And bones Cranium facial

This view of the posterior skull shows attachment sites for muscles and joints that support the skull. Sphenoid Bone The sphenoid bone is a single, complex bone of the central skull Figure 7. The sphenoid forms much of the base of the central skull see Figure 7. Inside the cranial cavity, the right and left lesser wings of the sphenoid bone, which resemble the wings of a flying bird, form the lip of a prominent ridge that marks the boundary between the anterior and middle cranial fossae. This bony region of the sphenoid bone is named for its resemblance to the horse saddles used by the Ottoman Turks, with a high back, called the dorsum sellae, and a tall front.

The rounded depression in the floor of the sella turcica is the hypophyseal pituitary fossa, which houses the pea-sized pituitary hypophyseal gland. The greater wings of the sphenoid bone extend laterally to either side away from the sella turcica, where they form the anterior floor of the middle cranial fossa. The greater wing is best seen on the outside of the lateral skull, where it forms a rectangular area immediately anterior to the squamous portion of the temporal bone. On the inferior aspect of the skull, each half of the sphenoid bone forms two thin, vertically oriented bony plates. The right and left medial pterygoid plates form the posterior, lateral walls of the nasal cavity.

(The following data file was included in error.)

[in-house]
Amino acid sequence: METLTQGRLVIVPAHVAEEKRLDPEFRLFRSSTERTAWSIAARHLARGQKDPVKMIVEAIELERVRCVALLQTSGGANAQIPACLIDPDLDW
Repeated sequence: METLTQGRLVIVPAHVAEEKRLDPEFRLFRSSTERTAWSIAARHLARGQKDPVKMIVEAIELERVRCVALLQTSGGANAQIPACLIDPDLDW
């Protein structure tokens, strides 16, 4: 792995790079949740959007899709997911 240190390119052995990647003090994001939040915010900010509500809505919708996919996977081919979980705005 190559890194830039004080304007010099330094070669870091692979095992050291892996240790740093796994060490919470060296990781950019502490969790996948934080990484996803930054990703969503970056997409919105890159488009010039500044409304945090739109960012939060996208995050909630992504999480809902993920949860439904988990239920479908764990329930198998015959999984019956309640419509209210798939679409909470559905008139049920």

The somewhat larger lateral pterygoid plates serve as attachment sites for chewing muscles that fill the infratemporal space and act on the mandible. Important landmarks of the sphenoid, as shown in Figure 7. Optic canal—This opening is located at the anterior lateral corner of the sella turcica. It provides for passage of the optic nerve into the orbit. Superior orbital fissure—This large, irregular opening into the posterior orbit is located on the anterior wall of the middle cranial fossa, lateral to the optic canal and under the projecting margin of the lesser wing of the sphenoid bone.